As part of the Yukon Anti-Poverty Coalition's Poverty and Homelessness Action Week, we put together a panel to talk about the issue of systemic racism in the territory and how it can be addressed. The panelists are Paige Galette, Kluane Adamek and Christopher Tse. The answers have been edited for brevity.How do you define systemic racism?KA: It really speaks to, largely, how society works, how it becomes what we know as normal, as a normal practice that takes place within a society or a group or an organization … It also has become a way for seemingly good people to really play into the system. Good people that are unaware, good people that just don't know, good people that said something they shouldn't have. We need to call that systemic racism.PG: For me, it's racism that keeps going and going and going, and that is entrenched in the systems we use, in education, in the justice system, in the workplace, in family dynamics. It's pretty much everywhere.Why are we talking about it more now?KA: We're in a racial revolution, not only in this country but around the world. I want to acknowledge Black Lives Matter, and how important it is that we really, truly, open our eyes and our hearts and our minds to seeing and hearing and understanding what's really happening in this world. Here in the Yukon people would say things are pretty good, people feel pretty safe and pretty comfortable here, but to me that's a lot of rhetoric.CT: I would argue that the racial revolution has been happening for centuries. We need to ask ourselves why it is at the forefront when racial solidarity and anti-racism activism is trending all of a sudden. I don't think you'll find Black organizers or Indigenous organizers or other racialized organizers who have been doing this work since time say this is new to them. The struggle against white supremacy and the struggle to dismantle racist structures in our society is not a new fight. All of a sudden, white people seem to care.How is systemic racism reflecting in poverty and housing issues?PG: We need to talk about neighbourhood watch. I love the concept of neighbourhood watch and neighbourhood security. Often, when I'm talking to people about it, I ask whose security are we talking about? We've seen examples like Colten Boushie, or even here in Whitehorse, where there's a lot of NIMBYism, there's a lot of 'not in my backyard' with the goal of protecting one's property, without understanding the concept that that property wasn't theirs to protect in the first place.Any final thoughts?KA: It's really young people who are pressing for this change. We need to get uncomfortable, we need to listen. As a dear friend Sean Atleo said to me, 'There's a hard way, or the harder way.' It's going to be hard to make those changes, but it's going to be harder the longer we wait … Be open and vulnerable to changing the way you think about things, and speaking up and speaking out, because that's the only way we are going to see change.CT: We are on stolen land, and far be it from us to do anti-racist organizing or anti-racist work without recognizing that Indigenous people need to be at the forefront of that … Anti-racist work needs to take place within decolonization, because at the same time as anti-racist work benefits everyone, including white people, so does decolonization.PG: Don't wait for our causes to be trending for you to educate yourself and put in concrete actions. Don't wait to be called out, be proactive … Just because you're living somewhere doesn't mean you can't educate yourself on the history of where you're living. Make sure it's a safe and communal dwelling for everybody, including your friends, your colleagues, your sisters, your brothers, your family, even your bosses.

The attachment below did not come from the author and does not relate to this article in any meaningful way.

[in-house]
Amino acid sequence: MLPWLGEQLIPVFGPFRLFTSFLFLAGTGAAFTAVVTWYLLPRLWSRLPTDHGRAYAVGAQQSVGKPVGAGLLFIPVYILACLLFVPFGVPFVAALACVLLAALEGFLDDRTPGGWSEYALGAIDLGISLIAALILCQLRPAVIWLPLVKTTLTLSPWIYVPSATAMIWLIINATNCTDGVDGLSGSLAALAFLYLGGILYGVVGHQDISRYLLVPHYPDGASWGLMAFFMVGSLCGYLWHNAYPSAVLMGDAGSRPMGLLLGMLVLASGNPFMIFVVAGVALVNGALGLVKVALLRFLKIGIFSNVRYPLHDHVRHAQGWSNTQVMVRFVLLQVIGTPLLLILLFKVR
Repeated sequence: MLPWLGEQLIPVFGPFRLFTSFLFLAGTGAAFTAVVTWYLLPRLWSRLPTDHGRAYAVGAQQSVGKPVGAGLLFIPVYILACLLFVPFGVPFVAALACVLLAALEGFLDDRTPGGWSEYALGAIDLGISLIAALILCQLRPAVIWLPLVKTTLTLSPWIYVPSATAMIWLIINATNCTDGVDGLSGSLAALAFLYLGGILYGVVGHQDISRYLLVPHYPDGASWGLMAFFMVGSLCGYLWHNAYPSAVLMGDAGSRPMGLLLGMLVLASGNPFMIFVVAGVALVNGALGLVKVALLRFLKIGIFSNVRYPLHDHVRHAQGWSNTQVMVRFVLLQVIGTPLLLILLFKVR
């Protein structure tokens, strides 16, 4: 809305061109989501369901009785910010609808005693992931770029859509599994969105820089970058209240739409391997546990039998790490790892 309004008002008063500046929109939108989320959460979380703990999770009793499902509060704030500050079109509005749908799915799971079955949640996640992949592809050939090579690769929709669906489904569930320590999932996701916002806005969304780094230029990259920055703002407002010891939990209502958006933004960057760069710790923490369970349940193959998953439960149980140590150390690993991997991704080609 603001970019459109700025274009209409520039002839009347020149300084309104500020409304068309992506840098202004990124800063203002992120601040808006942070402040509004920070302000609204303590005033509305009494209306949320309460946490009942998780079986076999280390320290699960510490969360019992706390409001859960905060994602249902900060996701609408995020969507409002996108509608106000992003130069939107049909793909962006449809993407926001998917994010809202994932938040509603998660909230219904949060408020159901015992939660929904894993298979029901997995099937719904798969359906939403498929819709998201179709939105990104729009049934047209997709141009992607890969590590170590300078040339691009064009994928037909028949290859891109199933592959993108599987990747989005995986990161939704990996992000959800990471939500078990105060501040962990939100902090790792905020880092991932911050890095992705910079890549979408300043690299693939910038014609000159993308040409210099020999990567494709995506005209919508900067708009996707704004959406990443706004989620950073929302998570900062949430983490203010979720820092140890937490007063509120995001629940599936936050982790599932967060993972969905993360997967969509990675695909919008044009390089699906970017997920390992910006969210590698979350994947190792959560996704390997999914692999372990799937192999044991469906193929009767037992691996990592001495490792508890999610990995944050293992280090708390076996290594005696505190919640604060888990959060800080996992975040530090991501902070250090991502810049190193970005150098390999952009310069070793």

Gunmen stormed a school in Cameroon on Saturday and opened fire indiscriminately, killing at least six children and wounding about eight more in a region where separatist insurgents operate, officials and parents said. Arriving on motorcycles and in civilian clothes, the attackers hit the school around midday in the city of Kumba in South West Region, according to the accounts, including from one parent outside the school at the time. "They found the children in class and they opened fire on them," city sub-prefect Ali Anougou told Reuters.